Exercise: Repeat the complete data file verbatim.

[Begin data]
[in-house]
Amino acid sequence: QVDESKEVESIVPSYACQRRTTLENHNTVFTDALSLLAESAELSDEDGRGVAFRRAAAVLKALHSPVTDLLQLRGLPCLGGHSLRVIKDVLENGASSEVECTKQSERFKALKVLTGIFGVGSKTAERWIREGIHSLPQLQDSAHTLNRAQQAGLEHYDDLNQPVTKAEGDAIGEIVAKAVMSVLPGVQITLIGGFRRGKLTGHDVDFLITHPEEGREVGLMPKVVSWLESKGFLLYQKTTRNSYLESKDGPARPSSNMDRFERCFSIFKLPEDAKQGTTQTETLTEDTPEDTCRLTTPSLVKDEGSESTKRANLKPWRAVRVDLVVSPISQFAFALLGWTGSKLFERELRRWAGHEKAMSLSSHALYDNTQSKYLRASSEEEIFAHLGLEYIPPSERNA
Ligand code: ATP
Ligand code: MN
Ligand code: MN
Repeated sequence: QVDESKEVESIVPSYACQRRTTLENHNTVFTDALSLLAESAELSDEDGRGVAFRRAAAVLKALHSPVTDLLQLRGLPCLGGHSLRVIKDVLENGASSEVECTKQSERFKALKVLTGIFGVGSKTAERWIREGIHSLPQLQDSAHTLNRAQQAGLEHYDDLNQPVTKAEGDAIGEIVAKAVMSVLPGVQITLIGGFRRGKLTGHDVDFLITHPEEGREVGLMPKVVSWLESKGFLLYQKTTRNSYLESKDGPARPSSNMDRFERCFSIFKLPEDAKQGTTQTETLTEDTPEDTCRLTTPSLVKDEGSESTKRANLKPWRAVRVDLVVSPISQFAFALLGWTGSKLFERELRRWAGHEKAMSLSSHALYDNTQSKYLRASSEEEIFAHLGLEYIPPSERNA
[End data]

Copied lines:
[in-house]
Amino acid sequence: QVDESKEVESIVPSYACQRRTTLENHNTVFTDALSLLAESAELSDEDGRGVAFRRAAAVLKALHSPVTDLLQLRGLPCLGGHSLRVIKDVLENGASSEVECTKQSERFKALKVLTGIFGVGSKTAERWIREGIHSLPQLQDSAHTLNRAQQAGLEHYDDLNQPVTKAEGDAIGEIVAKAVMSVLPGVQITLIGGFRRGKLTGHDVDFLITHPEEGREVGLMPKVVSWLESKGFLLYQKTTRNSYLESKDGPARPSSNMDRFERCFSIFKLPEDAKQGTTQTETLTEDTPEDTCRLTTPSLVKDEGSESTKRANLKPWRAVRVDLVVSPISQFAFALLGWTGSKLFERELRRWAGHEKAMSLSSHALYDNTQSKYLRASSEEEIFAHLGLEYIPPSERNA
Ligand code: ATP
Ligand code: MN
Ligand code: MN
Repeated sequence: QVDESKEVESIVPSYACQRRTTLENHNTVFTDALSLLAESAELSDEDGRGVAFRRAAAVLKALHSPVTDLLQLRGLPCLGGHSLRVIKDVLENGASSEVECTKQSERFKALKVLTGIFGVGSKTAERWIREGIHSLPQLQDSAHTLNRAQQAGLEHYDDLNQPVTKAEGDAIGEIVAKAVMSVLPGVQITLIGGFRRGKLTGHDVDFLITHPEEGREVGLMPKVVSWLESKGFLLYQKTTRNSYLESKDGPARPSSNMDRFERCFSIFKLPEDAKQGTTQTETLTEDTPEDTCRLTTPSLVKDEGSESTKRANLKPWRAVRVDLVVSPISQFAFALLGWTGSKLFERELRRWAGHEKAMSLSSHALYDNTQSKYLRASSEEEIFAHLGLEYIPPSERNA